4. To make the Sweet Cream Biscuits: Preheat the oven to 425F. Line a baking sheet with parchment or a Silpat.
  5. In a large bowl, whisk together the flour, baking powder, sugar, and salt until well combined. Pour one cup of the cream over the dry ingredients, using a fork (or your hands) to gently mix the ingredients together. If the mixture is too dry, add more cream, one spoonful at a time, until the dough is soft and moist. Using your hands, gently knead the dough until it just comes together. (Be careful not to overknead!)
  6. Turn the dough out onto a lightly floured surface. Lightly pat the dough into a disc with your hands, until it is 1/2″ thick. (Once again, be sure not overwork the dough!)
  7. Using a biscuit cutter (or juice glass!), cut out the biscuit circles. Be sure to cut the biscuits close together, and get as many as you can from this round. Transfer the biscuits to the prepared baking sheet. Gather the remaining scraps together and gently pat into another 1/2″ disc and cut out another batch of biscuits. (Note: only repeat this process once. Toss any remaining scraps, as dough will be too overworked at this point.)
  8. Once you’ve cut out all your biscuits and placed them on baking sheets, brush the tops of the biscuits with cream. (Optional: you can also sprinkle a bit of sugar atop each biscuit, which I think looks rather pretty.) Bake at 425 for 15-18 minutes, or until the biscuits are fluffy and golden brown. Transfer to a wire rack and allow to cool slightly before serving.

Notes

Adapted from Hummingbird High

http://rosemarried.com/2014/10/07/sweet-cream-biscuits-roasted-plums-chai-infused-whipped-cream/

Peach Cornmeal Skillet Cake with Lavender

I’ve made this recipe a couple of times now, and finally took the time to stop and snap a couple of photos. That’s the problem with delicious desserts, you see. They disappear far too quickly to take photos.

Truth be told, however, this isn’t the most photogenic of cakes. Granted, this recipe is an adaptation of a Martha Stewart recipe. Of course, her version looks absolutely stunning. The peach slices are arranged with care, each one placed perfectly in line. The cake is baked in a skillet, but then is turned out onto a gorgeous serving board. It’s a Martha masterpiece.

peach and cornmeal skillet cake | rosemarried.com

My version isn’t nearly as pretty as Martha’s. And my baby bump accidentally made an appearance in most of the photos. Oops.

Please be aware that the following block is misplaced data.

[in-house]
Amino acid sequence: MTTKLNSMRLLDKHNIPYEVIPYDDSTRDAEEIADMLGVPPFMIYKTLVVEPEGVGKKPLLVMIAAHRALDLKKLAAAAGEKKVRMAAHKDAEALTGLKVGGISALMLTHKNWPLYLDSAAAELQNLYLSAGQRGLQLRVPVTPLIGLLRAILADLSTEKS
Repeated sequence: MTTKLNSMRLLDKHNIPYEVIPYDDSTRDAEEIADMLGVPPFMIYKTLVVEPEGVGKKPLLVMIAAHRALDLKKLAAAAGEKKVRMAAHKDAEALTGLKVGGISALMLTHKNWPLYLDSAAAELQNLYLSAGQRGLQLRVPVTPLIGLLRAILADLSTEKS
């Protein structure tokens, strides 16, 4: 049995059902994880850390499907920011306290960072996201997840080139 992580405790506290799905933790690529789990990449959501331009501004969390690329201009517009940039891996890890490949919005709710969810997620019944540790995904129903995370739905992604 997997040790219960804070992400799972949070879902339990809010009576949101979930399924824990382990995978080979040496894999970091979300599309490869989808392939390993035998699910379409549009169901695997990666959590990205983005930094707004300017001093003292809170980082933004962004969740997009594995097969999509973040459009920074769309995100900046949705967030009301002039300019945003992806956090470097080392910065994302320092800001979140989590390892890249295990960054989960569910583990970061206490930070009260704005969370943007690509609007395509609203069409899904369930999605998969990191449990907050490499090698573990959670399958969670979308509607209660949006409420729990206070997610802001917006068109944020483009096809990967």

But, let’s be honest. Who has the time or the energy for that? I certainly don’t.

You know what I did? I sauteed the peach slices in a lot of butter (and sugar!) and left them in the bottom of the skillet. I didn’t arrange them whatsoever. I poured batter on top of the peaches and baked the cake. Then, I ate the cake straight out of the skillet. And you know what? It was damn near perfect. The cake was buttery and moist, and just bursting with juicy summer peaches. The lavender was subtle, yet present, and added a unique and surprising flavor to the cake. It was fantastic.

Sure, it might not be as pretty as Martha’s version, but that’s fine by me. I want to cook attainable food that tastes good. The reality is that most of us are busy people with jobs, kids, pets, sports, mortgages, and all sorts of other responsibilities. We simply don’t have the time to arrange peach slices in concentric circles. And that’s ok.

There’s a time and a place for pretty cakes with pretty peach slices. But there’s also a time for peach cornmeal skillet cakes that are simple, easy, and totally delicious. This is one of those times.

peach and cornmeal skillet cake with lavender | rosemarried.com

Peach Cornmeal Skillet Cake with Lavender

Serving Size: 8

Ingredients

  • 1 stick (plus 3 tablespoons) unsalted butter, room temperature
  • 1 cup light brown sugar
  • 3-4 ripe peaches (skins on), sliced into 3/4″ wedges
  • 1 cup coarse yellow cornmeal
  • 3/4 cup all-purpose flour
  • 1 teaspoon baking powder
  • 2 teaspoons dried lavender
  • 1 teaspoon kosher salt
  • 3 large eggs
  • 1/2 teaspoon vanilla extract
  • 1/2 teaspoon nutmeg
  • 1/2 cup heavy cream

Instructions

  1. Preheat oven to 350 degrees F.
  2. In a 9″ or 10″ cast iron skillet, melt 3 tablespoons of butter over medium heat. When butter is bubbling and melted, add in peach slices, nutmeg, and 1/4 cup of the brown sugar, and stir to coat. Reduce heat to low, and allow peaches to cook until most of the juice has boiled off and peaches are beginning to caramelize, about 10 to 12 minutes. Remove from heat.
  3. In a small bowl, whisk together the flour, baking powder, lavender, and salt. In another bowl, beat the remaining butter with 3/4 cup of brown sugar on high speed. Beat until fluffy, about 2-3 minutes. Reduce the speed to medium, and add in the eggs, one at a time. Scrape the sides of the bowl occasionally, and add in vanilla and cream.
  4. Next, pour in the the cornmeal mixture, stirring just to combine. Pour batter over peach slices, using a spatula to spread the batter evenly.
  5. Bake for 20-22 minutes, or until a toothpick inserted into the center of the cake comes out clean. Remove skillet from the oven, and allow cake to cool at least slightly before serving. (I highly recommend serving this cake with a heaping dollop of homemade whipped cream. It’s downright dreamy.)

Notes

Adapted from Martha Stewart

http://rosemarried.com/2014/09/15/peach-cornmeal-skillet-cake-lavender/